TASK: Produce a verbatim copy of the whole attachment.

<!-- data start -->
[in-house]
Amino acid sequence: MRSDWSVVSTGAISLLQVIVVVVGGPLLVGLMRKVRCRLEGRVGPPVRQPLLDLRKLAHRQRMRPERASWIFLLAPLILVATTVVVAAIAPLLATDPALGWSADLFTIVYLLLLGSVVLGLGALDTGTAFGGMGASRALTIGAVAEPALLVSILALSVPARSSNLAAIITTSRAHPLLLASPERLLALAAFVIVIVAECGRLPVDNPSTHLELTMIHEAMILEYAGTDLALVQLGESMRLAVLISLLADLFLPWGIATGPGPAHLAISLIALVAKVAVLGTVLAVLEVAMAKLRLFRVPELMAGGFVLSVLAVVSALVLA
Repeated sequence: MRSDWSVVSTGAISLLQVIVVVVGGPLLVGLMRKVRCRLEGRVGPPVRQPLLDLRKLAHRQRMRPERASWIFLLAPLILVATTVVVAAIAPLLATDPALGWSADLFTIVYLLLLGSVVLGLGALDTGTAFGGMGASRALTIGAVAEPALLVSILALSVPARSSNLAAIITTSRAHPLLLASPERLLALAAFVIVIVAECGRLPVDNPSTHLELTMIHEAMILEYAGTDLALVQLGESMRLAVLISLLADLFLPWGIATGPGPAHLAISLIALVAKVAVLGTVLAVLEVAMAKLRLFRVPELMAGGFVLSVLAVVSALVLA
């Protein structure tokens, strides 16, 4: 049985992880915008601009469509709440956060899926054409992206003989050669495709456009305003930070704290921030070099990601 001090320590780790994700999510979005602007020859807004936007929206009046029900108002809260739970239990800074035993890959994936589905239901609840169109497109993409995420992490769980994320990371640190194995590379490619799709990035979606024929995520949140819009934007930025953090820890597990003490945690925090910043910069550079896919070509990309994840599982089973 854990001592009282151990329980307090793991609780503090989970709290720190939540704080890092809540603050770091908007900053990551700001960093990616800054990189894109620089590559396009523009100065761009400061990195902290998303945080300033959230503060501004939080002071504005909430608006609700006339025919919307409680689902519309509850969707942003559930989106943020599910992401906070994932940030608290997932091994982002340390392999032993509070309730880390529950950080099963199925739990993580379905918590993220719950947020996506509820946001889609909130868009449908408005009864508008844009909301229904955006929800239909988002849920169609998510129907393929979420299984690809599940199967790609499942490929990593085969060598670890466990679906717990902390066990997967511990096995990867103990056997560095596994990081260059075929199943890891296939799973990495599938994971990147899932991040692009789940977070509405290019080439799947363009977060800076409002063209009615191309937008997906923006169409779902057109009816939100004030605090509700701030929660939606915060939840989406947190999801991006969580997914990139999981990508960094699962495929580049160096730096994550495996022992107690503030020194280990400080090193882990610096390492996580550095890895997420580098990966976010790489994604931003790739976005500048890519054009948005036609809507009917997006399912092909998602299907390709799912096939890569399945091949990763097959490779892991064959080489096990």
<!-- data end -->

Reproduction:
[in-house]
Amino acid sequence: MRSDWSVVSTGAISLLQVIVVVVGGPLLVGLMRKVRCRLEGRVGPPVRQPLLDLRKLAHRQRMRPERASWIFLLAPLILVATTVVVAAIAPLLATDPALGWSADLFTIVYLLLLGSVVLGLGALDTGTAFGGMGASRALTIGAVAEPALLVSILALSVPARSSNLAAIITTSRAHPLLLASPERLLALAAFVIVIVAECGRLPVDNPSTHLELTMIHEAMILEYAGTDLALVQLGESMRLAVLISLLADLFLPWGIATGPGPAHLAISLIALVAKVAVLGTVLAVLEVAMAKLRLFRVPELMAGGFVLSVLAVVSALVLA
Repeated sequence: MRSDWSVVSTGAISLLQVIVVVVGGPLLVGLMRKVRCRLEGRVGPPVRQPLLDLRKLAHRQRMRPERASWIFLLAPLILVATTVVVAAIAPLLATDPALGWSADLFTIVYLLLLGSVVLGLGALDTGTAFGGMGASRALTIGAVAEPALLVSILALSVPARSSNLAAIITTSRAHPLLLASPERLLALAAFVIVIVAECGRLPVDNPSTHLELTMIHEAMILEYAGTDLALVQLGESMRLAVLISLLADLFLPWGIATGPGPAHLAISLIALVAKVAVLGTVLAVLEVAMAKLRLFRVPELMAGGFVLSVLAVVSALVLA
């Protein structure tokens, strides 16, 4: 049985992880915008601009469509709440956060899926054409992206003989050669495709456009305003930070704290921030070099990601 001090320590780790994700999510979005602007020859807004936007929206009046029900108002809260739970239990800074035993890959994936589905239901609840169109497109993409995420992490769980994320990371640190194995590379490619799709990035979606024929995520949140819009934007930025953090820890597990003490945690925090910043910069550079896919070509990309994840599982089973 854990001592009282151990329980307090793991609780503090989970709290720190939540704080890092809540603050770091908007900053990551700001960093990616800054990189894109620089590559396009523009100065761009400061990195902290998303945080300033959230503060501004939080002071504005909430608006609700006339025919919307409680689902519309509850969707942003559930989106943020599910992401906070994932940030608290997932091994982002340390392999032993509070309730880390529950950080099963199925739990993580379905918590993220719950947020996506509820946001889609909130868009449908408005009864508008844009909301229904955006929800239909988002849920169609998510129907393929979420299984690809599940199967790609499942490929990593085969060598670890466990679906717990902390066990997967511990096995990867103990056997560095596994990081260059075929199943890891296939799973990495599938994971990147899932991040692009789940977070509405290019080439799947363009977060800076409002063209009615191309937008997906923006169409779902057109009816939100004030605090509700701030929660939606915060939840989406947190999801991006969580997914990139999981990508960094699962495929580049160096730096994550495996022992107690503030020194280990400080090193882990610096390492996580550095890895997420580098990966976010790489994604931003790739976005500048890519054009948005036609809507009917997006399912092909998602299907390709799912096939890569399945091949990763097959490779892991064959080489096990």